EU’s Moscovici sees no new ‘drama’ in Greece crisis

7 October 2015
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maxresdefault_3Arriving for a Eurogroup meeting in Luxembourg on Monday, European Commissioner Pierre Moscovici said he was confident that there will be no “new drama” involving Greece but stressed that it must fulfill the the commitments made to its creditors by adopting the required reforms and prior actions.

“I am confident there is a common will to avoid a new drama, a new tragedy with Greece but at the same time we must also be vigilant. As I said, the Commission is here to help Greece, but we are also here to recall that commitments have to be fulfilled, that milestones have to accomplished, that sets of prior actions need to be voted and that the key word for Greece, as always – and this requires to have a strong administration with a strong political will – is implementation,” he said.

Replying to questions, Moscovici said he had high confidence that the new Greek government under Alexis Tsipras would do just that, since it was “now very aware that there is no other alternative” to fulfilling the commitments required by the European Union in order to benefit from the 86-billion-euro programme, and the huge funds available for investment and bank recapitalisation.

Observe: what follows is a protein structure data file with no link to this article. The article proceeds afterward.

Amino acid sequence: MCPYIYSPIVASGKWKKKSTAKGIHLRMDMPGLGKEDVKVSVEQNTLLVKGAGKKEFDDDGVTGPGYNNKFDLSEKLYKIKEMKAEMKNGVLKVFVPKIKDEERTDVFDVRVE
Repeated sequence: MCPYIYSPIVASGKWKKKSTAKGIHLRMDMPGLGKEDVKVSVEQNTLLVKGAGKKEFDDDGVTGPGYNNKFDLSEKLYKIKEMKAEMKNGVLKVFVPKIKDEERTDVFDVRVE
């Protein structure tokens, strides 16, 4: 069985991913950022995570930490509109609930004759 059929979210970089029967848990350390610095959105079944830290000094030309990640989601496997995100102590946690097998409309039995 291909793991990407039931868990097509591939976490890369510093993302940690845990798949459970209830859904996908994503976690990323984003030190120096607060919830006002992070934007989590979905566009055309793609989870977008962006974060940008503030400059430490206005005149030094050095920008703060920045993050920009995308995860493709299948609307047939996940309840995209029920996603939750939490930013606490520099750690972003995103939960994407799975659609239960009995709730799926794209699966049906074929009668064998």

“So it’s our common interest to succeed. I welcome the commitments taken again by Mr. Tsipras last week, [his] firm intention to do what is necessary in order to fulfill these commitments. And it is exactly in the same spirit that we will welcome again Euclid Tsakalotos, the Greek minister of finance. He is the man who showed his willingness to negotiate first, then to conclude the necessary arrangements in order to have a strong programme that will benefit the Eurozone, which will have Greece within its own field, but also Greece and mostly for Greece, which needs to recover growth and stability through this programme too,” he added.

Asked if there might be greater fiscal flexibility due to the refugee crisis, Moscovici said that this issue will not be discussed at the Eurogroup but noted that the Stability and Growth Pact made provision for relaxing fiscal discipline during “exceptional circumstances” and that the Commission was examining whether the refugee crisis could be considered such an “exceptional circumstance”.

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